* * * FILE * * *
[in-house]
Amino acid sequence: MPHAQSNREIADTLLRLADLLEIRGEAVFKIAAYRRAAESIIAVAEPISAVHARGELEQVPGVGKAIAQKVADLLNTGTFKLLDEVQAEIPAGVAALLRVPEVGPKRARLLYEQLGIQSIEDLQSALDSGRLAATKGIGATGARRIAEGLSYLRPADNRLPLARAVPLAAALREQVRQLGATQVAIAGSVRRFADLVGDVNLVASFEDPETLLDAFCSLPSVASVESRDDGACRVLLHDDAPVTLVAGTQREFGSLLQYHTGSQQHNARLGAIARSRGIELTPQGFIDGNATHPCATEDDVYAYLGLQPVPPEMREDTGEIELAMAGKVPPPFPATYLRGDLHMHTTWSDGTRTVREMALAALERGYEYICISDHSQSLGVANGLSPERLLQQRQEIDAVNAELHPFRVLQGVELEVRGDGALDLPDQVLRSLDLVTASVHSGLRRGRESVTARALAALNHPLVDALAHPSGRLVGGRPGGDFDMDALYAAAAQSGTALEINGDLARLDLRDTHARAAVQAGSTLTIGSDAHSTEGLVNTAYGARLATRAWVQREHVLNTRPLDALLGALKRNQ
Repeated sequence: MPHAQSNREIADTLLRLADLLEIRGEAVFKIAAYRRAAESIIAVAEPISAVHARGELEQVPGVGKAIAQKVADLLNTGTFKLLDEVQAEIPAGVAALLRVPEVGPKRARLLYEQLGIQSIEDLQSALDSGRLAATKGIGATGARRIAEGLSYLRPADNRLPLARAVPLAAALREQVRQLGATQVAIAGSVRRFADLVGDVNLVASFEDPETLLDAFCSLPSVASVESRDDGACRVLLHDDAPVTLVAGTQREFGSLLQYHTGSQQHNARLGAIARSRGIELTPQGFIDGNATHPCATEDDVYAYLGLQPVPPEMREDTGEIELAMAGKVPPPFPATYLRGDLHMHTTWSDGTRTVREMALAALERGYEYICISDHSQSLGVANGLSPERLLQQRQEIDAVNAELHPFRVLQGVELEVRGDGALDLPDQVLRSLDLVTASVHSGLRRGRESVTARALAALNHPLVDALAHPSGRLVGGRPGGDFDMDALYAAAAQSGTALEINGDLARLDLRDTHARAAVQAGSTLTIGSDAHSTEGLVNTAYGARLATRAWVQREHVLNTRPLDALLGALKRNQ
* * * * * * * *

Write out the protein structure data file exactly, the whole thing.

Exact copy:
[in-house]
Amino acid sequence: MPHAQSNREIADTLLRLADLLEIRGEAVFKIAAYRRAAESIIAVAEPISAVHARGELEQVPGVGKAIAQKVADLLNTGTFKLLDEVQAEIPAGVAALLRVPEVGPKRARLLYEQLGIQSIEDLQSALDSGRLAATKGIGATGARRIAEGLSYLRPADNRLPLARAVPLAAALREQVRQLGATQVAIAGSVRRFADLVGDVNLVASFEDPETLLDAFCSLPSVASVESRDDGACRVLLHDDAPVTLVAGTQREFGSLLQYHTGSQQHNARLGAIARSRGIELTPQGFIDGNATHPCATEDDVYAYLGLQPVPPEMREDTGEIELAMAGKVPPPFPATYLRGDLHMHTTWSDGTRTVREMALAALERGYEYICISDHSQSLGVANGLSPERLLQQRQEIDAVNAELHPFRVLQGVELEVRGDGALDLPDQVLRSLDLVTASVHSGLRRGRESVTARALAALNHPLVDALAHPSGRLVGGRPGGDFDMDALYAAAAQSGTALEINGDLARLDLRDTHARAAVQAGSTLTIGSDAHSTEGLVNTAYGARLATRAWVQREHVLNTRPLDALLGALKRNQ
Repeated sequence: MPHAQSNREIADTLLRLADLLEIRGEAVFKIAAYRRAAESIIAVAEPISAVHARGELEQVPGVGKAIAQKVADLLNTGTFKLLDEVQAEIPAGVAALLRVPEVGPKRARLLYEQLGIQSIEDLQSALDSGRLAATKGIGATGARRIAEGLSYLRPADNRLPLARAVPLAAALREQVRQLGATQVAIAGSVRRFADLVGDVNLVASFEDPETLLDAFCSLPSVASVESRDDGACRVLLHDDAPVTLVAGTQREFGSLLQYHTGSQQHNARLGAIARSRGIELTPQGFIDGNATHPCATEDDVYAYLGLQPVPPEMREDTGEIELAMAGKVPPPFPATYLRGDLHMHTTWSDGTRTVREMALAALERGYEYICISDHSQSLGVANGLSPERLLQQRQEIDAVNAELHPFRVLQGVELEVRGDGALDLPDQVLRSLDLVTASVHSGLRRGRESVTARALAALNHPLVDALAHPSGRLVGGRPGGDFDMDALYAAAAQSGTALEINGDLARLDLRDTHARAAVQAGSTLTIGSDAHSTEGLVNTAYGARLATRAWVQREHVLNTRPLDALLGALKRNQ